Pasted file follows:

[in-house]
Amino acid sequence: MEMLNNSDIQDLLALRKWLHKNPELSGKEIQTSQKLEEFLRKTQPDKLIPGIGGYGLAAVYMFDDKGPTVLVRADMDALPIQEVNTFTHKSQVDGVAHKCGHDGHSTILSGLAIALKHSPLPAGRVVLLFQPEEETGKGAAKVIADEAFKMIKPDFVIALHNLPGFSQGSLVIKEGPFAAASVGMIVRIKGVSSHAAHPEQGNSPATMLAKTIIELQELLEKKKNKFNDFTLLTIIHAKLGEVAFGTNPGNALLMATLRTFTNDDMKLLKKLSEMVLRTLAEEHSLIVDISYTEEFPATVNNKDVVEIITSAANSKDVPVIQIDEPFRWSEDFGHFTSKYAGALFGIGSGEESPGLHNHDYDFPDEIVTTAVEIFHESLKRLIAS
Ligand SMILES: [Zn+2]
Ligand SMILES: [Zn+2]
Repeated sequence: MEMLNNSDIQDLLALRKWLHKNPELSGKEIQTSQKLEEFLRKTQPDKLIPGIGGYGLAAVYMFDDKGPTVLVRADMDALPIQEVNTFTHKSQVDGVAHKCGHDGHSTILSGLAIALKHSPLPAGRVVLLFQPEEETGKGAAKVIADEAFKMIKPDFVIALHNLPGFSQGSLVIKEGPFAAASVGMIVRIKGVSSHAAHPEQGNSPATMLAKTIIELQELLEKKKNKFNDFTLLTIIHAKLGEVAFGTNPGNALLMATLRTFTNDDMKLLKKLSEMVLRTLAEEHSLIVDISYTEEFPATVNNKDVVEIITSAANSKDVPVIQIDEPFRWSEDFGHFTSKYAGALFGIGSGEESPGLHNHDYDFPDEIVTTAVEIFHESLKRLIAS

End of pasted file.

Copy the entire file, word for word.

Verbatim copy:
[in-house]
Amino acid sequence: MEMLNNSDIQDLLALRKWLHKNPELSGKEIQTSQKLEEFLRKTQPDKLIPGIGGYGLAAVYMFDDKGPTVLVRADMDALPIQEVNTFTHKSQVDGVAHKCGHDGHSTILSGLAIALKHSPLPAGRVVLLFQPEEETGKGAAKVIADEAFKMIKPDFVIALHNLPGFSQGSLVIKEGPFAAASVGMIVRIKGVSSHAAHPEQGNSPATMLAKTIIELQELLEKKKNKFNDFTLLTIIHAKLGEVAFGTNPGNALLMATLRTFTNDDMKLLKKLSEMVLRTLAEEHSLIVDISYTEEFPATVNNKDVVEIITSAANSKDVPVIQIDEPFRWSEDFGHFTSKYAGALFGIGSGEESPGLHNHDYDFPDEIVTTAVEIFHESLKRLIAS
Ligand SMILES: [Zn+2]
Ligand SMILES: [Zn+2]
Repeated sequence: MEMLNNSDIQDLLALRKWLHKNPELSGKEIQTSQKLEEFLRKTQPDKLIPGIGGYGLAAVYMFDDKGPTVLVRADMDALPIQEVNTFTHKSQVDGVAHKCGHDGHSTILSGLAIALKHSPLPAGRVVLLFQPEEETGKGAAKVIADEAFKMIKPDFVIALHNLPGFSQGSLVIKEGPFAAASVGMIVRIKGVSSHAAHPEQGNSPATMLAKTIIELQELLEKKKNKFNDFTLLTIIHAKLGEVAFGTNPGNALLMATLRTFTNDDMKLLKKLSEMVLRTLAEEHSLIVDISYTEEFPATVNNKDVVEIITSAANSKDVPVIQIDEPFRWSEDFGHFTSKYAGALFGIGSGEESPGLHNHDYDFPDEIVTTAVEIFHESLKRLIAS